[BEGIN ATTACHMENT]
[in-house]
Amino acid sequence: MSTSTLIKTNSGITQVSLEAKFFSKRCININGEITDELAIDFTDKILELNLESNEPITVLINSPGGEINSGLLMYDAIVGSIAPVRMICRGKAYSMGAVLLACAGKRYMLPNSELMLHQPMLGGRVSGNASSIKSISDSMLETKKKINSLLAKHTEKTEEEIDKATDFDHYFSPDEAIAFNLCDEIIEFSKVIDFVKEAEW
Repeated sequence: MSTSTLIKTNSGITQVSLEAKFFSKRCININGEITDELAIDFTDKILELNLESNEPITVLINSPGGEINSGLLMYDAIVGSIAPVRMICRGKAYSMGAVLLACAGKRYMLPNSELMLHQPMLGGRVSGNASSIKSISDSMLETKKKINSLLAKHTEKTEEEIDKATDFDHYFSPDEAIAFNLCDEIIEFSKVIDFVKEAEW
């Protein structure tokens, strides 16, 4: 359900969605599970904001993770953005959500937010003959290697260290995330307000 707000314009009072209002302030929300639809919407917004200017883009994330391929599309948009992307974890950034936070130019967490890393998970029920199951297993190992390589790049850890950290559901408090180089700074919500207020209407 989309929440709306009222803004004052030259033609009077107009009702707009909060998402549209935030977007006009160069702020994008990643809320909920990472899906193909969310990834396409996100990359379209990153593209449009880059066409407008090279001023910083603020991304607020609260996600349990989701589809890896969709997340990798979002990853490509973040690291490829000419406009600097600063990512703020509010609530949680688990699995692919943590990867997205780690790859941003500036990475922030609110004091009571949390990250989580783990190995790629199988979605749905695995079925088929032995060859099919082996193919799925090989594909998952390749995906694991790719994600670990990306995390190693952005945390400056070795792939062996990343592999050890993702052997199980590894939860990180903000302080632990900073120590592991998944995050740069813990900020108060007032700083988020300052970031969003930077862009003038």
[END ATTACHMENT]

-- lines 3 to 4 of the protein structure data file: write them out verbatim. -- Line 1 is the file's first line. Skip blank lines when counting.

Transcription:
Repeated sequence: MSTSTLIKTNSGITQVSLEAKFFSKRCININGEITDELAIDFTDKILELNLESNEPITVLINSPGGEINSGLLMYDAIVGSIAPVRMICRGKAYSMGAVLLACAGKRYMLPNSELMLHQPMLGGRVSGNASSIKSISDSMLETKKKINSLLAKHTEKTEEEIDKATDFDHYFSPDEAIAFNLCDEIIEFSKVIDFVKEAEW
């Protein structure tokens, strides 16, 4: 359900969605599970904001993770953005959500937010003959290697260290995330307000 707000314009009072209002302030929300639809919407917004200017883009994330391929599309948009992307974890950034936070130019967490890393998970029920199951297993190992390589790049850890950290559901408090180089700074919500207020209407 989309929440709306009222803004004052030259033609009077107009009702707009909060998402549209935030977007006009160069702020994008990643809320909920990472899906193909969310990834396409996100990359379209990153593209449009880059066409407008090279001023910083603020991304607020609260996600349990989701589809890896969709997340990798979002990853490509973040690291490829000419406009600097600063990512703020509010609530949680688990699995692919943590990867997205780690790859941003500036990475922030609110004091009571949390990250989580783990190995790629199988979605749905695995079925088929032995060859099919082996193919799925090989594909998952390749995906694991790719994600670990990306995390190693952005945390400056070795792939062996990343592999050890993702052997199980590894939860990180903000302080632990900073120590592991998944995050740069813990900020108060007032700083988020300052970031969003930077862009003038």